Tech Alert: Seven Tips for Using Desktops-as-a-Service

September 27, 2022 Off By David

The pandemic continues to impact the way we work today, with only four percent of companies requiring their full-time workforce to return to the premises, and 90 percent allowing employees to work from home at least part of the time, according to a recent survey of human resources executives.

However, a remote workforce brings added IT requirements including security and flexibility. Out of necessity, enterprises are choosing Desktops-as-a-Service (DaaS) to provide workers with a cloud-based virtual desktop infrastructure for secure, remote access to data and applications to maintain productivity.

Below are seven frequent issues with DaaS systems, according to experts at Leostream, the leading provider of enterprise-grade remote access solutions.

Make it work for everyone

Some work on Macs, some on PCs, and the developers love Linux. All workers need to be supported equally. Make it possible to log in via browsers (any browser) versus installing specific software, since many may be using their own home computers. If workers are on the road with only a tablet and a WiFi hotspot, they still need to be able to work.

Avoid VPNs

Employees become frustrated by VPN slowdowns and interruptions that cut off access to company resources, and often resort to services like Dropbox and Google docs. This can put company data at risk. Ironically, VPNs are fraught with their own vulnerabilities and are frequently targeted in cyberattacks. A gateway that provides secure remote access is far more performant and secure than a VPN.

Don’t hamper productivity

More than 60 percent of workers are now working from home by choice, not necessity, and they are staying productive as ever. DaaS solutions can make it harder to work smarter if it fails to supply sufficient performance for the job function and the applications workers need.

They have different roles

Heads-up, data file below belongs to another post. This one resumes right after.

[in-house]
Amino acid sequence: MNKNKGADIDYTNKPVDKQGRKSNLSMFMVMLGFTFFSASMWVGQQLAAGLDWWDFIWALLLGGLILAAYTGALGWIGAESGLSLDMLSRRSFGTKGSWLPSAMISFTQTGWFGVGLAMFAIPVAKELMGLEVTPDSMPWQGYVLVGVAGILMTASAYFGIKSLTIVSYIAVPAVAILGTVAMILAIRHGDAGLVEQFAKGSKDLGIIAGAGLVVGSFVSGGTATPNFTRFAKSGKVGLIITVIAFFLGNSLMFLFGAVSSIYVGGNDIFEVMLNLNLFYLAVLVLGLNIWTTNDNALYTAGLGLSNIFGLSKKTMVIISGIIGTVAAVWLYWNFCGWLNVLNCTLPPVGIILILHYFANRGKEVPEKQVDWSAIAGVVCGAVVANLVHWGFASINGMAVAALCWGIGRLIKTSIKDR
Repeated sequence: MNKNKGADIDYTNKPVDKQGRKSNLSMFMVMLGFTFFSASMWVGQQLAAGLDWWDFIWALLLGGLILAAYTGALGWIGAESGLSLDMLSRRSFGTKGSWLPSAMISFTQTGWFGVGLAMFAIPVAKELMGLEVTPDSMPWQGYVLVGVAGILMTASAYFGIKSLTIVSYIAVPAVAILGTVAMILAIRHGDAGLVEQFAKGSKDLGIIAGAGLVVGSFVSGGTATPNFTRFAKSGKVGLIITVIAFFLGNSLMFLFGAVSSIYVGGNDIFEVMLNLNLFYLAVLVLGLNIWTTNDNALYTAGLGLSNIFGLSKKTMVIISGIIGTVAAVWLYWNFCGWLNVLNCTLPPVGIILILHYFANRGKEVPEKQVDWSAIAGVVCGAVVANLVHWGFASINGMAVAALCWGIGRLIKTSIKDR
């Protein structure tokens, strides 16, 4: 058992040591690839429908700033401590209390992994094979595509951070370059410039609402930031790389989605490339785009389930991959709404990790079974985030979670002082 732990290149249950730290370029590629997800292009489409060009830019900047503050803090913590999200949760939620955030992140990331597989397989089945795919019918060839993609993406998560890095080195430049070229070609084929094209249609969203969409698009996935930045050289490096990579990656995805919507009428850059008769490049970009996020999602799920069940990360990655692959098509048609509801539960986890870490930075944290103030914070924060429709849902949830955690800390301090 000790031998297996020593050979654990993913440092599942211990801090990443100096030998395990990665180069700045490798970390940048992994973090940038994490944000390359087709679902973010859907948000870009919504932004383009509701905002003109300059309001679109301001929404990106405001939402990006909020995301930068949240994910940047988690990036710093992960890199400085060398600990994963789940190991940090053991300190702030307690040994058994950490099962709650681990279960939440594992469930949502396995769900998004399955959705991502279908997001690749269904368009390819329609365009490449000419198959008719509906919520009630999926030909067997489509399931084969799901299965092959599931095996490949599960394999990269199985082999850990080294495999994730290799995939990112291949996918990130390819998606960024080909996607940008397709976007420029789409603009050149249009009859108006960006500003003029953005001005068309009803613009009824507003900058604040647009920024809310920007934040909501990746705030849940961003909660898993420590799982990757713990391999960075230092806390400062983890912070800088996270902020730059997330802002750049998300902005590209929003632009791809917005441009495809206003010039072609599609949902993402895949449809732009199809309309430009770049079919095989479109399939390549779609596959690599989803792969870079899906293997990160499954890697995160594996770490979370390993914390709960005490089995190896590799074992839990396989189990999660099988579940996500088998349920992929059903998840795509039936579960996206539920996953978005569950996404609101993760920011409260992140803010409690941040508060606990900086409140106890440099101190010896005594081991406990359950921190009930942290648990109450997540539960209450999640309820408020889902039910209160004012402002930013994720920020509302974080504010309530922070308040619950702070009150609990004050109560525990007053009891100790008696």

Some work on huge files and some on databases. Some edit documents while some edit videos. Whatever remote access system the company chooses, make sure it’s functional for all roles, even though workloads may be very different.

Allow secure access for outside consultants when needed

Enterprises that work with third parties, such as freelancers, need to be able to grant access to projects and resources, including sensitive information. Consider the needs of temporary and seasonal workers too.

Equity and inclusion extend to tech

Salaries aren’t the same, and neither are the tech resources workers have at home. Even if the company provided identical desktop PCs, employees may not have top-of-the-line internet connection speeds or the latest and greatest phones. A DaaS system needs to remove barriers, not enforce inequity.

Remember you can hire anyone

One big advantage to DaaS is you can hire the best talent, no matter where they live. Conversely, they can jump ship for another opportunity, and work for a company on the other side of the world. Providing the right IT tools for remote work, and staying flexible, can help attract and retain the best people.

“We often focus on how remote access and management tools serve enterprises, the employers, but the main consideration is how they can benefit or hinder workers who use them day in and day out,” said Karen Gondoly, Leostream CEO. “Since the pandemic, employee expectations have changed, and enterprises would be wise to understand that supporting a remote workforce is likely their most important IT goal today.”

Continue learning about the role of remote access in today’s workplace in this paper, “The Future of Work is Here – and It’s Radically Flexible” from Leostream.